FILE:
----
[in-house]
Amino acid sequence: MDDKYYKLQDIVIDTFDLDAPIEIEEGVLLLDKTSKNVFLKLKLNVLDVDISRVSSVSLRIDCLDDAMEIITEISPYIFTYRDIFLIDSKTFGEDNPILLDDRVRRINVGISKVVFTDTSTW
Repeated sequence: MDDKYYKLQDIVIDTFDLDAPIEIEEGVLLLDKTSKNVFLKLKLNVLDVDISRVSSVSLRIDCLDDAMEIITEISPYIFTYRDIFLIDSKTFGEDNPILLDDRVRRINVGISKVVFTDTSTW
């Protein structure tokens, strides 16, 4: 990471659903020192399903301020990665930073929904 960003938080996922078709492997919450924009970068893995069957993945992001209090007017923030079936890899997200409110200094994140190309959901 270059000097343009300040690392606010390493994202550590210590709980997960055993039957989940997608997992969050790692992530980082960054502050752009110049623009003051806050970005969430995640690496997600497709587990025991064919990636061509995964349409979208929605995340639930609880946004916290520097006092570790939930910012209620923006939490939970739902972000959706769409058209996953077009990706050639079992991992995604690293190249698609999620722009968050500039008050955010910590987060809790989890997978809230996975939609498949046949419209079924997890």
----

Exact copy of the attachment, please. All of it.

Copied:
[in-house]
Amino acid sequence: MDDKYYKLQDIVIDTFDLDAPIEIEEGVLLLDKTSKNVFLKLKLNVLDVDISRVSSVSLRIDCLDDAMEIITEISPYIFTYRDIFLIDSKTFGEDNPILLDDRVRRINVGISKVVFTDTSTW
Repeated sequence: MDDKYYKLQDIVIDTFDLDAPIEIEEGVLLLDKTSKNVFLKLKLNVLDVDISRVSSVSLRIDCLDDAMEIITEISPYIFTYRDIFLIDSKTFGEDNPILLDDRVRRINVGISKVVFTDTSTW
């Protein structure tokens, strides 16, 4: 990471659903020192399903301020990665930073929904 960003938080996922078709492997919450924009970068893995069957993945992001209090007017923030079936890899997200409110200094994140190309959901 270059000097343009300040690392606010390493994202550590210590709980997960055993039957989940997608997992969050790692992530980082960054502050752009110049623009003051806050970005969430995640690496997600497709587990025991064919990636061509995964349409979208929605995340639930609880946004916290520097006092570790939930910012209620923006939490939970739902972000959706769409058209996953077009990706050639079992991992995604690293190249698609999620722009968050500039008050955010910590987060809790989890997978809230996975939609498949046949419209079924997890």